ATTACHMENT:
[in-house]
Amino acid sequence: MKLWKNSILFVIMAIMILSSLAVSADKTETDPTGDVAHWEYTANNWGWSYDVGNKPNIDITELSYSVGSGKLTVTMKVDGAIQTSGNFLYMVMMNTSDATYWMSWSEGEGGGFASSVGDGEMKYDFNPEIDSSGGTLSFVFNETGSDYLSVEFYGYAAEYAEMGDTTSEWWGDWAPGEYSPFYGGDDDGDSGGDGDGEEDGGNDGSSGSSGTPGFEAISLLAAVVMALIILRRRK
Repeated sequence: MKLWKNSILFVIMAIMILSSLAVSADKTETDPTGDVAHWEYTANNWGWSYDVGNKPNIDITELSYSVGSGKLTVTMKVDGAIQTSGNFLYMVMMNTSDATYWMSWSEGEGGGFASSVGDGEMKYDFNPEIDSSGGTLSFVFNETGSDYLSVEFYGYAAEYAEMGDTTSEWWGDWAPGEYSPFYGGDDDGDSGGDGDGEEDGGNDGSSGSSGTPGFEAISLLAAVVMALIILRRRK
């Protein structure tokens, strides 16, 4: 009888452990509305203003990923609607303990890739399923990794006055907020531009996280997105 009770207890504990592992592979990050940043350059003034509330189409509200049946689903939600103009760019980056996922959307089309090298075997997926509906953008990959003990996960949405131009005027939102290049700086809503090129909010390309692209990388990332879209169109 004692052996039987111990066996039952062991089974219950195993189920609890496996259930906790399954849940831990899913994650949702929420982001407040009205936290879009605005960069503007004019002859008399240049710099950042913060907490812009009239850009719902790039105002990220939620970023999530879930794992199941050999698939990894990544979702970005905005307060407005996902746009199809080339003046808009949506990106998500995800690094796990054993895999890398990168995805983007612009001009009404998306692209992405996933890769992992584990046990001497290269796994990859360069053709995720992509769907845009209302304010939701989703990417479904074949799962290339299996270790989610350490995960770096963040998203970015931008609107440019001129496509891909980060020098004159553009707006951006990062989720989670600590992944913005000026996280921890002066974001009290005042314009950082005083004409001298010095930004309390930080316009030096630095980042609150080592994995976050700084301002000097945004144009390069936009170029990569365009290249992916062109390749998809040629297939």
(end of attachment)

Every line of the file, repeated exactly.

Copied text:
[in-house]
Amino acid sequence: MKLWKNSILFVIMAIMILSSLAVSADKTETDPTGDVAHWEYTANNWGWSYDVGNKPNIDITELSYSVGSGKLTVTMKVDGAIQTSGNFLYMVMMNTSDATYWMSWSEGEGGGFASSVGDGEMKYDFNPEIDSSGGTLSFVFNETGSDYLSVEFYGYAAEYAEMGDTTSEWWGDWAPGEYSPFYGGDDDGDSGGDGDGEEDGGNDGSSGSSGTPGFEAISLLAAVVMALIILRRRK
Repeated sequence: MKLWKNSILFVIMAIMILSSLAVSADKTETDPTGDVAHWEYTANNWGWSYDVGNKPNIDITELSYSVGSGKLTVTMKVDGAIQTSGNFLYMVMMNTSDATYWMSWSEGEGGGFASSVGDGEMKYDFNPEIDSSGGTLSFVFNETGSDYLSVEFYGYAAEYAEMGDTTSEWWGDWAPGEYSPFYGGDDDGDSGGDGDGEEDGGNDGSSGSSGTPGFEAISLLAAVVMALIILRRRK
């Protein structure tokens, strides 16, 4: 009888452990509305203003990923609607303990890739399923990794006055907020531009996280997105 009770207890504990592992592979990050940043350059003034509330189409509200049946689903939600103009760019980056996922959307089309090298075997997926509906953008990959003990996960949405131009005027939102290049700086809503090129909010390309692209990388990332879209169109 004692052996039987111990066996039952062991089974219950195993189920609890496996259930906790399954849940831990899913994650949702929420982001407040009205936290879009605005960069503007004019002859008399240049710099950042913060907490812009009239850009719902790039105002990220939620970023999530879930794992199941050999698939990894990544979702970005905005307060407005996902746009199809080339003046808009949506990106998500995800690094796990054993895999890398990168995805983007612009001009009404998306692209992405996933890769992992584990046990001497290269796994990859360069053709995720992509769907845009209302304010939701989703990417479904074949799962290339299996270790989610350490995960770096963040998203970015931008609107440019001129496509891909980060020098004159553009707006951006990062989720989670600590992944913005000026996280921890002066974001009290005042314009950082005083004409001298010095930004309390930080316009030096630095980042609150080592994995976050700084301002000097945004144009390069936009170029990569365009290249992916062109390749998809040629297939």